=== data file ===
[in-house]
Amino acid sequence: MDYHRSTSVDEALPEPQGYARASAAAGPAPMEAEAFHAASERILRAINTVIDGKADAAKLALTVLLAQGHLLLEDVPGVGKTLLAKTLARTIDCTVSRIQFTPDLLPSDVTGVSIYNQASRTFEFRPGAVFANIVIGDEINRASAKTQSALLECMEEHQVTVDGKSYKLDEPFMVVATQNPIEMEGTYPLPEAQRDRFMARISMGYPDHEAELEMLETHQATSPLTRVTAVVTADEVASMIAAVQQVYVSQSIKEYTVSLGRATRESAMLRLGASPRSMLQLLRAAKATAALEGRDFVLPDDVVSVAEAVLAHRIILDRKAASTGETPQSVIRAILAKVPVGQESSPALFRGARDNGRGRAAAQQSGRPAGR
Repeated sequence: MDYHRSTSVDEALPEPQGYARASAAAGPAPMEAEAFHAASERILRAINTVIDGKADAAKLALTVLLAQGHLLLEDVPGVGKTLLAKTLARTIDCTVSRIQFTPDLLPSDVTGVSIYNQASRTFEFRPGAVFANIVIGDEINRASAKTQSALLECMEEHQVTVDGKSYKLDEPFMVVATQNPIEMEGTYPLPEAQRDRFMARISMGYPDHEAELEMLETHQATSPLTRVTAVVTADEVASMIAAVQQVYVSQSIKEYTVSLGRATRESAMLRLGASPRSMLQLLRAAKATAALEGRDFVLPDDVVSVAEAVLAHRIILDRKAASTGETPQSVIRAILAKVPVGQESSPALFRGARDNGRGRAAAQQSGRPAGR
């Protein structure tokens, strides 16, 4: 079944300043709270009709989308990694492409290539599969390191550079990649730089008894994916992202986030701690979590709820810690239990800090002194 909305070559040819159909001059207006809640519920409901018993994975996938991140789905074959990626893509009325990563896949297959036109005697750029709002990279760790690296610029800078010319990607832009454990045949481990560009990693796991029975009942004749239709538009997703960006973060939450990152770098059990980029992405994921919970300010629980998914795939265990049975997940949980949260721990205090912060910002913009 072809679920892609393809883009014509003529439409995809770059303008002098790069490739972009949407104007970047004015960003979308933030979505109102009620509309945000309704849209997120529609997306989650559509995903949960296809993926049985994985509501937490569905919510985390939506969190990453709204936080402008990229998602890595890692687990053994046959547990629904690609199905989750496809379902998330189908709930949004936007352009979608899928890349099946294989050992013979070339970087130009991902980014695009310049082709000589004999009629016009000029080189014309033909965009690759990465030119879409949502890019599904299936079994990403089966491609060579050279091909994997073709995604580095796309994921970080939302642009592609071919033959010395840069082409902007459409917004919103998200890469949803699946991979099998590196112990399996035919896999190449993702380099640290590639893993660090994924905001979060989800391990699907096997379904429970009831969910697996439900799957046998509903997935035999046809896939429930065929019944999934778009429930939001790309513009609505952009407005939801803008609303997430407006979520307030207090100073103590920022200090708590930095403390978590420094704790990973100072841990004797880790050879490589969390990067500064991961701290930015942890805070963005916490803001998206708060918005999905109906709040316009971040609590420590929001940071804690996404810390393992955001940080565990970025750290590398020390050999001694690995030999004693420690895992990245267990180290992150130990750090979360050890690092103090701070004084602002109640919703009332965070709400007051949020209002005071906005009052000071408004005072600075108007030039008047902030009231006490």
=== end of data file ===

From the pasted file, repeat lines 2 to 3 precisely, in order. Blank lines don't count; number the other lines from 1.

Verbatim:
Amino acid sequence: MDYHRSTSVDEALPEPQGYARASAAAGPAPMEAEAFHAASERILRAINTVIDGKADAAKLALTVLLAQGHLLLEDVPGVGKTLLAKTLARTIDCTVSRIQFTPDLLPSDVTGVSIYNQASRTFEFRPGAVFANIVIGDEINRASAKTQSALLECMEEHQVTVDGKSYKLDEPFMVVATQNPIEMEGTYPLPEAQRDRFMARISMGYPDHEAELEMLETHQATSPLTRVTAVVTADEVASMIAAVQQVYVSQSIKEYTVSLGRATRESAMLRLGASPRSMLQLLRAAKATAALEGRDFVLPDDVVSVAEAVLAHRIILDRKAASTGETPQSVIRAILAKVPVGQESSPALFRGARDNGRGRAAAQQSGRPAGR
Repeated sequence: MDYHRSTSVDEALPEPQGYARASAAAGPAPMEAEAFHAASERILRAINTVIDGKADAAKLALTVLLAQGHLLLEDVPGVGKTLLAKTLARTIDCTVSRIQFTPDLLPSDVTGVSIYNQASRTFEFRPGAVFANIVIGDEINRASAKTQSALLECMEEHQVTVDGKSYKLDEPFMVVATQNPIEMEGTYPLPEAQRDRFMARISMGYPDHEAELEMLETHQATSPLTRVTAVVTADEVASMIAAVQQVYVSQSIKEYTVSLGRATRESAMLRLGASPRSMLQLLRAAKATAALEGRDFVLPDDVVSVAEAVLAHRIILDRKAASTGETPQSVIRAILAKVPVGQESSPALFRGARDNGRGRAAAQQSGRPAGR